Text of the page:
Exclusive: Milk Future, the plant-based answer to Februdairy

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Amber Ward, founder of the Milk Future museum, speaks to The Vegan Review about plant-based milk and celebrating Februdairy.

“Any whitish, drinkable liquid made from plants and trees or their nuts and, used by humans for food and as a source of butter, cheeses, yogurt, etc.”

A hopeful yet damning visualisation of the future of defining dairy, this is what greets you on the entrance of Milk Future. Located on a virtual island, it’s a pop-up museum dedicated to plant-based milk.

Inside, there’s a gallery full of information about the history and future of alt-dairy. There’s the Kitab al-tabikh, a Baghdadian cookery book from 1226, whose use of almond milk is the earliest known mention of plant-based milk. The Alternative Dairy Landscape map by KindEarth.Tech. The Oxford study detailing the environmental impact of dairy and its plant-based alternatives. And then there are personal stories of animals in the global dairy industry.

Check out our Ultimate Guide to the most eco-friendly dairy alternatives.

It’s a concept that makes you wonder why it has never been done before. But here we are. The monthlong museum goes live on February 1, with additional events and a virtual gift shop.

milk futureAmber Ward, founder of Milk Future, believes that things that are both entertaining and educational can strongly impact people’s relationship with topics. “Over 41% of American households purchased plant-based milk in 2020, so it’s something that a lot of people can relate to and an easy introduction for people who aren’t necessarily familiar with veganism,” she tells me.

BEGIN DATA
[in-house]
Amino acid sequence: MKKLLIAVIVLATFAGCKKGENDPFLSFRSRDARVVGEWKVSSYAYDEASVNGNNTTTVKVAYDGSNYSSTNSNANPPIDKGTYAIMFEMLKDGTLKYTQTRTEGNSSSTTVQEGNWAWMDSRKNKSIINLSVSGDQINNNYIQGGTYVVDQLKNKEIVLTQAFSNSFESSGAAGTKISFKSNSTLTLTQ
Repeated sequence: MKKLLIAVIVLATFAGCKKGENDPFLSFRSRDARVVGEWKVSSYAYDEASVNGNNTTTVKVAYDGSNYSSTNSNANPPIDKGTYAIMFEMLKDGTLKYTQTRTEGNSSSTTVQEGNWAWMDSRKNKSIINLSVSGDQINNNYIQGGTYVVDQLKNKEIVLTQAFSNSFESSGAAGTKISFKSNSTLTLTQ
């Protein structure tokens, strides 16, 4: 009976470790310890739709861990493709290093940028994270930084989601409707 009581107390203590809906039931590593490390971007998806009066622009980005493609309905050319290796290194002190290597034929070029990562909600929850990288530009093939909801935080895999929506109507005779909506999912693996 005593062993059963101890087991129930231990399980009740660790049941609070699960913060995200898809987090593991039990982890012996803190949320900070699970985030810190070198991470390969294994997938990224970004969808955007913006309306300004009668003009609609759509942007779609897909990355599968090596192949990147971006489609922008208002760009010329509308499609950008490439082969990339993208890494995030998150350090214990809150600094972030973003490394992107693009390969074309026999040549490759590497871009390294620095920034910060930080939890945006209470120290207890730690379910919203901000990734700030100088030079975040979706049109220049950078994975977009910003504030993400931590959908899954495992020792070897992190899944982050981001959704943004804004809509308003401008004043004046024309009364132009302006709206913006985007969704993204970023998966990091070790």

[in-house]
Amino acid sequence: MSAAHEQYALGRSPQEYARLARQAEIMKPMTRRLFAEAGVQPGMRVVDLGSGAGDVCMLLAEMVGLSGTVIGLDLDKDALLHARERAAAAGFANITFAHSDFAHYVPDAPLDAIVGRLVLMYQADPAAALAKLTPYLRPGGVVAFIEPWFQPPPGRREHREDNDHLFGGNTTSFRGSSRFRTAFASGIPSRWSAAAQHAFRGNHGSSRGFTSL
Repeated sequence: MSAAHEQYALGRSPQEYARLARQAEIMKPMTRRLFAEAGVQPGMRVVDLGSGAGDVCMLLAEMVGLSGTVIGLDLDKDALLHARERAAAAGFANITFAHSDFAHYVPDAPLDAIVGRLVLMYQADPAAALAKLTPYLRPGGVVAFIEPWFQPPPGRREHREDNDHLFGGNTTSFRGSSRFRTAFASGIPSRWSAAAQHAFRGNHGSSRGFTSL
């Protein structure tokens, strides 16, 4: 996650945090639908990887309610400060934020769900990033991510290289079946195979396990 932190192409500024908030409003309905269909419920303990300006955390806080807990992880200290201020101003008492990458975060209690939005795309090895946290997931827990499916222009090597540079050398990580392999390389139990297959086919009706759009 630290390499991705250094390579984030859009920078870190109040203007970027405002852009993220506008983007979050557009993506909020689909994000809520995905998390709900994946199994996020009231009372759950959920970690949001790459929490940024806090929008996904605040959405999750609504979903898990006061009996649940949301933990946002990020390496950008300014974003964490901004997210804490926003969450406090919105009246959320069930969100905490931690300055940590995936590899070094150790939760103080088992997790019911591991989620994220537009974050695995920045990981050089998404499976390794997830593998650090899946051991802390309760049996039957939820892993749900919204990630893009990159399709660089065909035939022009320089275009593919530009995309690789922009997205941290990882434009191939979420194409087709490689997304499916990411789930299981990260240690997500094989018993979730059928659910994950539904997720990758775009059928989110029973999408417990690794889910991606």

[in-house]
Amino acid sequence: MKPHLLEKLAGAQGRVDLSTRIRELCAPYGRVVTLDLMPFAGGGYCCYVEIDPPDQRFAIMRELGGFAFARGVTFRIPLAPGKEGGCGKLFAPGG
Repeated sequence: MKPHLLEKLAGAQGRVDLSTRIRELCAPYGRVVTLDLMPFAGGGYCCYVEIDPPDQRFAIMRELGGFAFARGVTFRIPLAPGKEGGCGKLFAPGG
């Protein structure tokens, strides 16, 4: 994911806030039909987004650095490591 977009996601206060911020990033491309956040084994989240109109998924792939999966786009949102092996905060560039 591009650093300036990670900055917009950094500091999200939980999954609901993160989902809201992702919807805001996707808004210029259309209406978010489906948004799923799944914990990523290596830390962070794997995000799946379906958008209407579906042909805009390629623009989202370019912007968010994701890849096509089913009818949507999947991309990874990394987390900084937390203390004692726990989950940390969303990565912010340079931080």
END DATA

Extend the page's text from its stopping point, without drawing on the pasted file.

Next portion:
This is why she loves documentaries. She has been “veg-curious” since childhood, but always viewed it as a cuisine or diet. “It wasn’t until college when I watched some eye-opening documentaries that I decided to make the switch fully,” she recalls. She turned vegetarian in 2016, and transitioned to a vegan diet from there.

The plant-based milk museum is the first project of Vegan IRL, a creative studio established by Ward to build experiences that help people rethink their relationship with animals and our planet. Among its supporters are vegan dairy giants like Miyoko’s Creamery and Califia Farms.

When you think about alt-milk, you mainly think about its types: oat, almond, soy, coconut, macadamia, pea, and the like. You think about the flavour and maybe the health and environmental impact. And that’s about the extent of it. Ward wants to change that. “We want to help people get an up-close and personal look at all aspects of plant-based milk, including its rich history, the obstacles that people have faced and are still facing in order to have plant-based dairy go mainstream, as well as the benefits for your health, the planet, and the animals you can save by choosing to consume it.”

Read our extensive review of the best oat milk brands in the UK.

milk future museumAnd to get there, the Milk Future museum has expansive sections. Among the obvious ones are Plant-based Milk History, Dairy and the Environment, Dairy and Health, and Animal Welfare. But then, there are sections labelled Dairy Innovation, Then & Now (showcasing the people helping alt-dairy go mainstream), Milk & Culture (talking about the perception of animal and plant-based dairy in popular culture), and Comfort Foods, Reimagined (highlighting vegan versions of dairy-forward dishes), to name a few.